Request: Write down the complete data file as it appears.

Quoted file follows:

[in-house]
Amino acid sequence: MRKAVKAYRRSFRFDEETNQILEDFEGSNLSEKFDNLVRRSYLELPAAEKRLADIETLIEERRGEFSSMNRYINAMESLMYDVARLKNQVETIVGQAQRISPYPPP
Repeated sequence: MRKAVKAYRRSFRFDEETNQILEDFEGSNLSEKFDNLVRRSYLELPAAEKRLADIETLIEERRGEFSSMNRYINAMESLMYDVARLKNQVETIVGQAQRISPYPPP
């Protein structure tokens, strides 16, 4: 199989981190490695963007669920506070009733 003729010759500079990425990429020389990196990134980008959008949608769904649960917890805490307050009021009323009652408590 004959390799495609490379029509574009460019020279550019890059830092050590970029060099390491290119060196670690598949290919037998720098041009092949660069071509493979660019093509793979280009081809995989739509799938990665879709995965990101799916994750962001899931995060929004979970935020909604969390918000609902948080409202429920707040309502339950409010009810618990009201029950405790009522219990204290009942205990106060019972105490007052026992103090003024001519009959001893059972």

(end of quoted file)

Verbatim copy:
[in-house]
Amino acid sequence: MRKAVKAYRRSFRFDEETNQILEDFEGSNLSEKFDNLVRRSYLELPAAEKRLADIETLIEERRGEFSSMNRYINAMESLMYDVARLKNQVETIVGQAQRISPYPPP
Repeated sequence: MRKAVKAYRRSFRFDEETNQILEDFEGSNLSEKFDNLVRRSYLELPAAEKRLADIETLIEERRGEFSSMNRYINAMESLMYDVARLKNQVETIVGQAQRISPYPPP
């Protein structure tokens, strides 16, 4: 199989981190490695963007669920506070009733 003729010759500079990425990429020389990196990134980008959008949608769904649960917890805490307050009021009323009652408590 004959390799495609490379029509574009460019020279550019890059830092050590970029060099390491290119060196670690598949290919037998720098041009092949660069071509493979660019093509793979280009081809995989739509799938990665879709995965990101799916994750962001899931995060929004979970935020909604969390918000609902948080409202429920707040309502339950409010009810618990009201029950405790009522219990204290009942205990106060019972105490007052026992103090003024001519009959001893059972």